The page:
Shortly after midnight, Alex found himself walking restlessly through the small guesthouse. He should have been getting some sleep. He wasn’t on duty, and come morning there would be plenty to do. But he wasn’t sleepy and the light still shining under Paige’s door beckoned him like a siren’s call.

She’d changed, he acknowledged. Softened, but not in a way that interfered with her doing her job. In that respect, she was as focused as always. She seemed more balanced, more connected with people. The drive had faded, maybe disappeared. He would have bet on her staying as career driven as she’d been when he’d first met her, and it pissed him off that the change was due to another man.

He paused outside of her door and put his hand on the knob. Going in would be stupid and weak. Better to walk away. He’d managed to forget about her once before. In fact, after they’d split up and gone their separate ways, he’d barely thought about her at all. So what was the big deal now? He could—

He knocked on the door and opened it at the same time. Paige sat on her bed, reading. There was a glass of wine on the nightstand and soft music playing in the background.

She raised her eyebrows. “It’s a little late for business,” she said. “And we’re officially off duty.”

“I know.”

He started to back out of the room, but she gestured to the open bottle of wine on the dresser. “Help yourself,” she told him.

There was a second glass on the tray. Had she been expecting company? Expecting him?

After pouring himself a glass of chardonnay, he moved to the overstuffed chair in the corner of the room and sank down.

“The assignment’s going well,” he said into the silence.

Paige closed her book and set it beside her. She wore the same pajamas he’d seen her in before. A tank top over loose pants. No bra. The curve of her breast was clearly visible, as was the slight pucker of her nipple.

She picked up her wine and took a sip. “I agree. Darcy is relaxing, which is good. I had an interesting talk with Joe today. He thinks Darcy should receive some advanced self-defense training. Maybe get started in some form of martial arts. He also suggested I put together a workout program for her that will get her into some heavy weights.”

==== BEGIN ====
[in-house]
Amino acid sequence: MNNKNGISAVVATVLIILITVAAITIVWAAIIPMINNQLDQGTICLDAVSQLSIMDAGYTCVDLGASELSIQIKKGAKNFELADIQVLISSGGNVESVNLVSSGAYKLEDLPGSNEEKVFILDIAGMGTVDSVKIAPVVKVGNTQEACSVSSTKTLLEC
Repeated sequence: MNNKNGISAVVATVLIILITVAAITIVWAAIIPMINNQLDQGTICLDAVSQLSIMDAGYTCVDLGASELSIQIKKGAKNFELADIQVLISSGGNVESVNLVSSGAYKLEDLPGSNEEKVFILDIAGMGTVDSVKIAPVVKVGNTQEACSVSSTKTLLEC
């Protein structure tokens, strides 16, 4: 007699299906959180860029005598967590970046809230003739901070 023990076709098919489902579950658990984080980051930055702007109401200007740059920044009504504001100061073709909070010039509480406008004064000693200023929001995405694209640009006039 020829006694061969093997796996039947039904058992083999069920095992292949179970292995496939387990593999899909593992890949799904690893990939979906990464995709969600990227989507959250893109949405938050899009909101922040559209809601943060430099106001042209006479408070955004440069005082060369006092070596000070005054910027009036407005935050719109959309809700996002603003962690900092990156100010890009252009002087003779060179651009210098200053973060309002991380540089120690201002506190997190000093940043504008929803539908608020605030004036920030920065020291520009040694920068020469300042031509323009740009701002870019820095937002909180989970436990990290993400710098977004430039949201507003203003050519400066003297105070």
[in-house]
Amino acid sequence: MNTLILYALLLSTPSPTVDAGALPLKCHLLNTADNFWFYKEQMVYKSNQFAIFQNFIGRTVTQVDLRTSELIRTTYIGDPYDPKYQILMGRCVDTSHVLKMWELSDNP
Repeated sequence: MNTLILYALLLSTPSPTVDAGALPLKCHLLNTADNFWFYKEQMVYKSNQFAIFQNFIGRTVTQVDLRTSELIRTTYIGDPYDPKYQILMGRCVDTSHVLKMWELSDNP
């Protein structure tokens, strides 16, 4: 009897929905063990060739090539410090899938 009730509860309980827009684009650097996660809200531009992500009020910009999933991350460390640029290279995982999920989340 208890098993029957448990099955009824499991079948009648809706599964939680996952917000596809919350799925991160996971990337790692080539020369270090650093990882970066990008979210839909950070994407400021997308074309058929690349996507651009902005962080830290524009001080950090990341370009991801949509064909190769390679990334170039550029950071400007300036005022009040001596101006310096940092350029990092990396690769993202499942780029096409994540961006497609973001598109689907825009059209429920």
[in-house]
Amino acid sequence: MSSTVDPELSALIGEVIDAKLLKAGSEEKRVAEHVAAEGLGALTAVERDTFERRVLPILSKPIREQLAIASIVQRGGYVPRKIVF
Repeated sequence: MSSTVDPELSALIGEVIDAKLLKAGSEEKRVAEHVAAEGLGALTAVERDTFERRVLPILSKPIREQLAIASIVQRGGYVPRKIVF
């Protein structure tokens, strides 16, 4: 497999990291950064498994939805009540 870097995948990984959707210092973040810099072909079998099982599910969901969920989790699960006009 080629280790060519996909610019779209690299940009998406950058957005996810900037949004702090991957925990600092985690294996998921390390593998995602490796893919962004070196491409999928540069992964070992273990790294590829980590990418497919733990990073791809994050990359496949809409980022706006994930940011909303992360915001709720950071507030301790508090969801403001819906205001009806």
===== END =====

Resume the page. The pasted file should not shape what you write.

Alex wasn’t sure it would help. “She was taken by four men. Very few women would be able to stop that.”

“Agreed, but the training and additional strength would give her more of a sense of control. That might help her sleep at night.”

He worried more about the subject’s physical safety than her emotional state of mind. Still it couldn’t hurt.

“Whatever you want to do with her is fine with me,” he said.

“How thrilled I am to have my leader’s permission,” she said with a grin. “I know Darcy will do the dance of joy.”

He felt the teasing more than he should have. “Why were you telling me if not to get permission.”

“I was having a conversation, Alex. You might remember them.”

She thought he was too into the job. Not interesting enough. The assessment stung. He’d had to work his ass off to get his present assignment. She, of all people, should appreciate that.

“I know how to have a conversation,” he said. “Let’s have one. Do you miss being married?”

He wasn’t sure if the question surprised her, but it shocked the hell out of him. He’d planned on saying something about the winery. Those other words had come from nowhere.

“I miss Ben,” she said quietly. Her green eyes seemed to darken with what? Memories? Pain?

“A lot of people were surprised when you got married,” he said. Mostly him. “What happened?”

“The usual.” She smiled. “I met Ben and fell in love.”

She’d claimed to love him but there’d been no talk of marriage. No search for a happily ever after. Why? What had that Ben guy had that he, Alex, hadn’t?

“It screwed up your career,” he said.

“If you mean I didn’t get ahead as quickly as I could have, that’s true. On the other hand, I actually had a private life, and that was very important to me. Ben taught me life isn’t an all-or-nothing sport. There are points of compromise, and sometimes that’s even better than winning.”

On what planet? Alex drank more wine and wished they were talking about anything else.

“When I met Ben,” she continued, “I warned him I would work long hours and have to travel. He said he would rather have me around some of the time than not at all. It was a unique perspective.”

Alex didn’t know what to do with that information. “So, how did he die?”

“Lymphoma. He had it when we met, but he was in remission. Unfortunately, it came back and then he died.”

Alex stared at her. “You knew he was dying when you married him?”

“I knew the disease was likely to reoccur and that the odds of us growing old together were slim.”

“Why would you do that?”

Paige smiled. “Because I loved him. Because I would rather have had a short time with him than none at all.”

Annoyance flared into something bigger and hotter. “You were willing to give up your career for some guy who was dying, but you broke up with me because your career was all-important?”

“I told you, Ben taught me to compromise. Besides, you never wanted to marry me.”

“Oh, yeah? How do you know?”

One corner of her mouth turned up. “You never asked.”

This was not how he’d wanted the evening to go. He stood and put the glass back on her dresser. “I won’t bother you anymore,” he said stiffly.

“You’re not a bother.”